Stopping at the local Salvation Army store whenever I find myself in Kenai has become a regular tradition for me. I go there looking for the underappreciated film cameras of years gone by. Typically, I walk away empty-handed but my track record of finding very useable vintage cameras keeps me coming back. On this particular day though, I left with not one, but two 35mm camera bodies complete with lenses. They were both manual focus bodies but they each represented a different generation of cameras.
The eldest of the two was an Argus/Cosina STL carrying a Cosinon 55mm f1.4 lens, the other a Minolta x-370s with a Minolta 35-70 lens. The total cost for the pair was just under $6. Both of them came home, were inspected for function, and then dutifully placed on the shelf. By all accounts the Minolta seemed nearly as good as new. It powered up and all functions seemed, well, functional. I made a mental note to one day put a roll of film through it.
The Argus/Cosina, on the other hand, had seen better days. At some point in its history it had obviously been dropped; the corner of the body adjacent to the winder was deeply dented, the frame counter winder was broken out, and the counter no longer worked. Adding to this, the lens had its own problem. Thankfully, the focus ring was smooth and the apertures clicked in nicely. Unfortunately though, about a third of the interior of the glass had a very fine spider web of haziness. What would have probably been a fine lens was in less than stellar condition. To the camera’s credit, the shutter still wound and fired with the wonderful sound of an SLR. Winding and firing a mechanical SLR is one of life’s simple joys so it was placed on a shelf within easy reach where it would serve as a sort of “fidget” for me when I was working at my desk and needed a distraction.
The Decision to Shoot
It has been said that familiarity breeds contempt but that ongoing proximity often breeds desirability. Most certainly the latter was true with my proximity to the old Argus. The more I handled it, the more I wanted to shoot it. Honestly, the camera was in quite excellent condition despite the previously mentioned damage. The glass was quite a mess but I wondered if that would just add some “character” to any pictures shot with it. It took a few weeks but finally the decision to shoot a roll through it was made. It was here that Fomapan 400 enters the picture.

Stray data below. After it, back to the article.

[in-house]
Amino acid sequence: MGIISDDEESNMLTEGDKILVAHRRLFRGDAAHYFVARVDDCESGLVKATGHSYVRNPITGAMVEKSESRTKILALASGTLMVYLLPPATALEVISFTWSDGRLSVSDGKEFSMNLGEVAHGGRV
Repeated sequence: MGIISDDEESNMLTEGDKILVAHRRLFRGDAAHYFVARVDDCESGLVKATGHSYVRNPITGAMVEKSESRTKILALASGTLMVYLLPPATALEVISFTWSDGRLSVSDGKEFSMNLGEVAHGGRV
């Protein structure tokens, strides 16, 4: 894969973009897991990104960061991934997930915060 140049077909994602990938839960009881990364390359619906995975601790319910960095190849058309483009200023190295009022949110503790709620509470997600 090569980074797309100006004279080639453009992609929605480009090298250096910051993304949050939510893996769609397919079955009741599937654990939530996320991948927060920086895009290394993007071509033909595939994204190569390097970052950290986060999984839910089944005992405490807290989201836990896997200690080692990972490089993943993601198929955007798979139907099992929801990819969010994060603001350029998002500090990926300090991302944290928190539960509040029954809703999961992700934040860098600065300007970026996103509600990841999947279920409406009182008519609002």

My film stock consisted of several rolls of Portra and a roll of FP4, none of which I wanted to potentially waste on an exploratory roll through a camera that had a significant chance of ultimately being defective. I needed something affordable which would be good enough to produce useable pictures with while at the same time not a film I’d really care about if the roll was a bust. I had previously shot with Fomapan 200 and for the price I had been quite impressed with it so I looked into what was in stock at B&H. Ultimately, I decided on their 400 speed “Action” film as I wanted something a bit faster so that I could stop down a bit (I don’t fully trust my manual focusing skills and like some margin) while still maintaining useable shutter speeds and at under $5 a roll how could I go wrong?
Time to Shoot
Shortly after the film arrived, we had our first snow of the season which wasn’t exactly the conditions I was hoping for but as this was Alaska, I knew it was now or wait 5 months for the snow to be gone. Over the course of the next couple of days I trapsed around the area where I live shooting whatever caught my fancy. The new snow had eliminated any plans I had made for the test roll so I decided to just shoot. I completed the roll and sent it off to be processed, not sure with what to expect. A week later, I was notified that my scans had been uploaded, ready for viewing. I opened them to find a very nice surprise. When I did my part, the shots looked good. The pictures were suitably sharp with nice contrast and a tasteful amount of grain. The lens resolved very nicely and if I hadn’t known differently I never would’ve thought it to be less than pristine.